Ozark Trail, lower Trace Creek Section

The Ozark Trail is a part of a vision, conceived in 1977, to build a scenic and varied route through the Missouri Ozarks, stretching from the St. Louis metropolitan area southwestward to the Arkansas border, eventually connecting to the Ozark Highlands trail–creating a 700 mile through-trail. Almost 550 miles of trail have been completed, with 350 miles in Missouri.
Ozark Trail Association

My friend Rich and I have been hiking sections of the Ozark Trail for several years now. So far, we have completed ~175 miles, and we hope to eventually hike the entirety of the trail. Yesterday we hiked the 11.5-mile southern stretch of the Trace Creek Section, starting at the Hwy DD crossing in Iron Co. and finishing at the Hwy A trailhead, where the Trace Creek Section joins the Bell Mountain portion of the Taum Sauk Section. The first few miles traversed relatively mild terrain as we followed the Telleck Branch, but after crossing the upper reaches of the Big River the terrain became progressively more rugged. The trail ended with a spectacularly steep descent down to Ottery Creek at the foot of Bell Mountain.

It was a gray day with light drizzle and increasing fog. The air was heavy with moisture, but with temperatures in the upper 30s and only light winds it didn’t feel too cold. While many sections of the Ozark Trail offer spectacular vistas overlooking the regions many spring-fed rivers, few such vistas are found on this section. What we did see were bright green lichens on rocks, on oak trunks, and on the ground underneath pines, small openings in the forest eerily shrouded in fog, and a variety of ferns along stream banks and in rock crevices, dripping with moisture. It rained lightly at one point, forcing us to break out our ponchos, but the rain didn’t last and we were able to stow the ponchos for good afterwards. It was a serene, beautiful experience with not another soul in sight during the entire day. The solutide contributed as much to the splendor as did the visual beauty. Following are some pictures from the day:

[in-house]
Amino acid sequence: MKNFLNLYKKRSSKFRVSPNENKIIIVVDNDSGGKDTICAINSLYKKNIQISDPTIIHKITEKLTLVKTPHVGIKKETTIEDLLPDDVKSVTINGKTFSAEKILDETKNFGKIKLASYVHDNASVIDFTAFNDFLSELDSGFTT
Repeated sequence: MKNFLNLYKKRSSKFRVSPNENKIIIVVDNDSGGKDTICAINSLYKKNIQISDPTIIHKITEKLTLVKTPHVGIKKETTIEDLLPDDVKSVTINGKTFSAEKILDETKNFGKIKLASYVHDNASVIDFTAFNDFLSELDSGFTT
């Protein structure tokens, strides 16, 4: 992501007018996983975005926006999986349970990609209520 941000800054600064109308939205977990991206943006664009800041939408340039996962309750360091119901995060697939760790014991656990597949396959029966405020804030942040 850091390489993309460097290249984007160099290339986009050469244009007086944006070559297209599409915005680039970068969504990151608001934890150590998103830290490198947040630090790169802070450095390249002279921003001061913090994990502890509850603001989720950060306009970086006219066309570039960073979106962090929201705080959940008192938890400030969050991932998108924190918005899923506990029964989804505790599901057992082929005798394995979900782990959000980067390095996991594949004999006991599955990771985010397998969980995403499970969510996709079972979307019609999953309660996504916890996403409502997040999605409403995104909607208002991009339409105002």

A foliose lichen plasters the surface of a rock outcrop

Closeup of the above, showing an highly convoluted 3-dimensional structure

I believe this is type of “reindeer lichen” – Cladina sp. – growing in a colony on sandy soil underneath a pine tree

Close up of the above, showing the intricacies of its fruticose structure

Water hangs heavy from leafless petioles of a downed oak tree

One of the shelf or crust mushrooms, growing on the trunk of an oak tree

Closeup of the above

About Ted C. MacRae

Ted C. MacRae is a research entomologist by vocation and beetle taxonomist by avocation. Areas of expertise in the latter include worldwide jewel beetles (Buprestidae) and North American longhorned beetles (Cerambycidae). More recent work has focused on North American tiger beetles (Cicindelidae) and their distribution, ecology, and conservation.
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3 Responses to Ozark Trail, lower Trace Creek Section

  1. Bobber says:

    I never knew about the Ozark trail. Great writing Ted and good photos too.

  2. Ted M. says:

    I just noticed this in the water drop picture:
    – click on the picture to open the full-size version
    – save the picture onto your hard drive, then open
    – use your photo editor to flip the picture horizontally
    – zoom in on the leftmost water drop – you can clearly see my reflection in drop with trees behind me while I take the picture!

  3. rst says:

    Ted,

    You really can see the photographer reflected in the left water drop. Very nice little camera.

    Rich

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